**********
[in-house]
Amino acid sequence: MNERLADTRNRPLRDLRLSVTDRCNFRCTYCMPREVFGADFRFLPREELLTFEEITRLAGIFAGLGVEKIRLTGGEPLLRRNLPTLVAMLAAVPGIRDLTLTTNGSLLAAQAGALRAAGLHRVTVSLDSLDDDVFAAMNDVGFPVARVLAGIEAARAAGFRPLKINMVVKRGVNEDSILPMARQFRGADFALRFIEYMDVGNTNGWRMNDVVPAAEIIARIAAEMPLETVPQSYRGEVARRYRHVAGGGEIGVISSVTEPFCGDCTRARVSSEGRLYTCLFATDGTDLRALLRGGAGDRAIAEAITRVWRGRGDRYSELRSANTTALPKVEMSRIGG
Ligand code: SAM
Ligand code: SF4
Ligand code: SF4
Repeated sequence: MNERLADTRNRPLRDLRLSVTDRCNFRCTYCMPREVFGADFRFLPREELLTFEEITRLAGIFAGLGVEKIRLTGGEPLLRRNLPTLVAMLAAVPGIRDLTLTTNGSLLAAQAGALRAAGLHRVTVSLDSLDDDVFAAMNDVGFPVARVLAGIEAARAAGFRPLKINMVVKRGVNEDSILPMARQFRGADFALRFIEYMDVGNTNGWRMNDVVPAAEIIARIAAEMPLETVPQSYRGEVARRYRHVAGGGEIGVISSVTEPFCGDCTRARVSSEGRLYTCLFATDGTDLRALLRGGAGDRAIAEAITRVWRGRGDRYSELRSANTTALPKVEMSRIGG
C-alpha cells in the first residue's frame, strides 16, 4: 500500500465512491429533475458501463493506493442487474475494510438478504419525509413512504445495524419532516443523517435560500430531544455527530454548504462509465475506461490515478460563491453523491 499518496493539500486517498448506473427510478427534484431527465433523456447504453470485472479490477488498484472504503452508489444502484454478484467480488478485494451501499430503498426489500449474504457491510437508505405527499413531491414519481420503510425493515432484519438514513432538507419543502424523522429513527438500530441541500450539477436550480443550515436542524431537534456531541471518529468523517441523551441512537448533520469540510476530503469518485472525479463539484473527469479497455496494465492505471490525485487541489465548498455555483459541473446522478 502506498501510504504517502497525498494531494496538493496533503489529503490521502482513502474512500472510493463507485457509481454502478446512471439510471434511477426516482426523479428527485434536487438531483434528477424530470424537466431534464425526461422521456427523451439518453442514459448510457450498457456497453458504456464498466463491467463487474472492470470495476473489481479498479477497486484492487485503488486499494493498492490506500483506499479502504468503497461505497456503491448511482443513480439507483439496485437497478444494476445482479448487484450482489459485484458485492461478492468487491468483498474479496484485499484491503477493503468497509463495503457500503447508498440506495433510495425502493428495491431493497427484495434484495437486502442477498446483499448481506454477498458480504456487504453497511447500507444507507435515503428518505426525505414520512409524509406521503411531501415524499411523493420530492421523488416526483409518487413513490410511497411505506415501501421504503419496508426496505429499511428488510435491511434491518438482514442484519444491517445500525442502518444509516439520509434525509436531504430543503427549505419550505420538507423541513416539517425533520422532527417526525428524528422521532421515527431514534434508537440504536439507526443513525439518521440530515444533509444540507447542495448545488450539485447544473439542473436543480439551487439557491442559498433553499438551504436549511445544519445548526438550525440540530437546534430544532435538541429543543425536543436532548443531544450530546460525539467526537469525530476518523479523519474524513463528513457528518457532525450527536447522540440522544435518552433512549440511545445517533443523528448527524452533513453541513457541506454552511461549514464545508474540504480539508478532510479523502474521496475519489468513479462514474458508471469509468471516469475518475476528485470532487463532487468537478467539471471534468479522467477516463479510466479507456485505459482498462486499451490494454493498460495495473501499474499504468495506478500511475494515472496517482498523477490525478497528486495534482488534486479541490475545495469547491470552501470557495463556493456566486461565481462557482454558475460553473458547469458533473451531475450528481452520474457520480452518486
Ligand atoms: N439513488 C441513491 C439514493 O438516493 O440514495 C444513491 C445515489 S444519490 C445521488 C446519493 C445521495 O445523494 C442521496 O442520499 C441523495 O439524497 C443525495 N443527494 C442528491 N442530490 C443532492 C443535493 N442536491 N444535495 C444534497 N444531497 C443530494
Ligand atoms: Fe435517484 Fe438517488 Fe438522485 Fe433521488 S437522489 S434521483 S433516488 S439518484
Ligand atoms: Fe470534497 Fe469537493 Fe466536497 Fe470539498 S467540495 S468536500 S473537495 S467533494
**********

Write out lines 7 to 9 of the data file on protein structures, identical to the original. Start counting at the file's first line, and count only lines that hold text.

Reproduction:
C-alpha cells in the first residue's frame, strides 16, 4: 500500500465512491429533475458501463493506493442487474475494510438478504419525509413512504445495524419532516443523517435560500430531544455527530454548504462509465475506461490515478460563491453523491 499518496493539500486517498448506473427510478427534484431527465433523456447504453470485472479490477488498484472504503452508489444502484454478484467480488478485494451501499430503498426489500449474504457491510437508505405527499413531491414519481420503510425493515432484519438514513432538507419543502424523522429513527438500530441541500450539477436550480443550515436542524431537534456531541471518529468523517441523551441512537448533520469540510476530503469518485472525479463539484473527469479497455496494465492505471490525485487541489465548498455555483459541473446522478 502506498501510504504517502497525498494531494496538493496533503489529503490521502482513502474512500472510493463507485457509481454502478446512471439510471434511477426516482426523479428527485434536487438531483434528477424530470424537466431534464425526461422521456427523451439518453442514459448510457450498457456497453458504456464498466463491467463487474472492470470495476473489481479498479477497486484492487485503488486499494493498492490506500483506499479502504468503497461505497456503491448511482443513480439507483439496485437497478444494476445482479448487484450482489459485484458485492461478492468487491468483498474479496484485499484491503477493503468497509463495503457500503447508498440506495433510495425502493428495491431493497427484495434484495437486502442477498446483499448481506454477498458480504456487504453497511447500507444507507435515503428518505426525505414520512409524509406521503411531501415524499411523493420530492421523488416526483409518487413513490410511497411505506415501501421504503419496508426496505429499511428488510435491511434491518438482514442484519444491517445500525442502518444509516439520509434525509436531504430543503427549505419550505420538507423541513416539517425533520422532527417526525428524528422521532421515527431514534434508537440504536439507526443513525439518521440530515444533509444540507447542495448545488450539485447544473439542473436543480439551487439557491442559498433553499438551504436549511445544519445548526438550525440540530437546534430544532435538541429543543425536543436532548443531544450530546460525539467526537469525530476518523479523519474524513463528513457528518457532525450527536447522540440522544435518552433512549440511545445517533443523528448527524452533513453541513457541506454552511461549514464545508474540504480539508478532510479523502474521496475519489468513479462514474458508471469509468471516469475518475476528485470532487463532487468537478467539471471534468479522467477516463479510466479507456485505459482498462486499451490494454493498460495495473501499474499504468495506478500511475494515472496517482498523477490525478497528486495534482488534486479541490475545495469547491470552501470557495463556493456566486461565481462557482454558475460553473458547469458533473451531475450528481452520474457520480452518486
Ligand atoms: N439513488 C441513491 C439514493 O438516493 O440514495 C444513491 C445515489 S444519490 C445521488 C446519493 C445521495 O445523494 C442521496 O442520499 C441523495 O439524497 C443525495 N443527494 C442528491 N442530490 C443532492 C443535493 N442536491 N444535495 C444534497 N444531497 C443530494
Ligand atoms: Fe435517484 Fe438517488 Fe438522485 Fe433521488 S437522489 S434521483 S433516488 S439518484